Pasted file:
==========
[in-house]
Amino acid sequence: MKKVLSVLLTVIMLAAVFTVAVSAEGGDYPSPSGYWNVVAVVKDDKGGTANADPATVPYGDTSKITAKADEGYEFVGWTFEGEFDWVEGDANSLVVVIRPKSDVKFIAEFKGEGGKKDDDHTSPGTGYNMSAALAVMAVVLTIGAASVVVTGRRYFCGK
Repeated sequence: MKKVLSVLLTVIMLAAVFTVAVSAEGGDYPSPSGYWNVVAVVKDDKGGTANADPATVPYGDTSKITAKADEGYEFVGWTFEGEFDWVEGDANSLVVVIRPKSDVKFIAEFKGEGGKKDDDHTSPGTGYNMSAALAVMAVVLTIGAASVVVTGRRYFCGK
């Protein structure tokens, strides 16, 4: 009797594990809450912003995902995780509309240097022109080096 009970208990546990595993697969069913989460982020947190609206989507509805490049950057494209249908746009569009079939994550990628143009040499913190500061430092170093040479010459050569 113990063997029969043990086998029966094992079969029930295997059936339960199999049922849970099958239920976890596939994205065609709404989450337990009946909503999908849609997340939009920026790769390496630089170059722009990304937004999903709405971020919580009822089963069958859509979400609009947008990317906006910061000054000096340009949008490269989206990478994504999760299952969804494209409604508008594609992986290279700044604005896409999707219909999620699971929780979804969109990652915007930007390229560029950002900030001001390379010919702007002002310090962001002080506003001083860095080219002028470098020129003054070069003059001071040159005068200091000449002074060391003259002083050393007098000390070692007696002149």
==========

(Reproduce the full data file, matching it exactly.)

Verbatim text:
[in-house]
Amino acid sequence: MKKVLSVLLTVIMLAAVFTVAVSAEGGDYPSPSGYWNVVAVVKDDKGGTANADPATVPYGDTSKITAKADEGYEFVGWTFEGEFDWVEGDANSLVVVIRPKSDVKFIAEFKGEGGKKDDDHTSPGTGYNMSAALAVMAVVLTIGAASVVVTGRRYFCGK
Repeated sequence: MKKVLSVLLTVIMLAAVFTVAVSAEGGDYPSPSGYWNVVAVVKDDKGGTANADPATVPYGDTSKITAKADEGYEFVGWTFEGEFDWVEGDANSLVVVIRPKSDVKFIAEFKGEGGKKDDDHTSPGTGYNMSAALAVMAVVLTIGAASVVVTGRRYFCGK
């Protein structure tokens, strides 16, 4: 009797594990809450912003995902995780509309240097022109080096 009970208990546990595993697969069913989460982020947190609206989507509805490049950057494209249908746009569009079939994550990628143009040499913190500061430092170093040479010459050569 113990063997029969043990086998029966094992079969029930295997059936339960199999049922849970099958239920976890596939994205065609709404989450337990009946909503999908849609997340939009920026790769390496630089170059722009990304937004999903709405971020919580009822089963069958859509979400609009947008990317906006910061000054000096340009949008490269989206990478994504999760299952969804494209409604508008594609992986290279700044604005896409999707219909999620699971929780979804969109990652915007930007390229560029950002900030001001390379010919702007002002310090962001002080506003001083860095080219002028470098020129003054070069003059001071040159005068200091000449002074060391003259002083050393007098000390070692007696002149």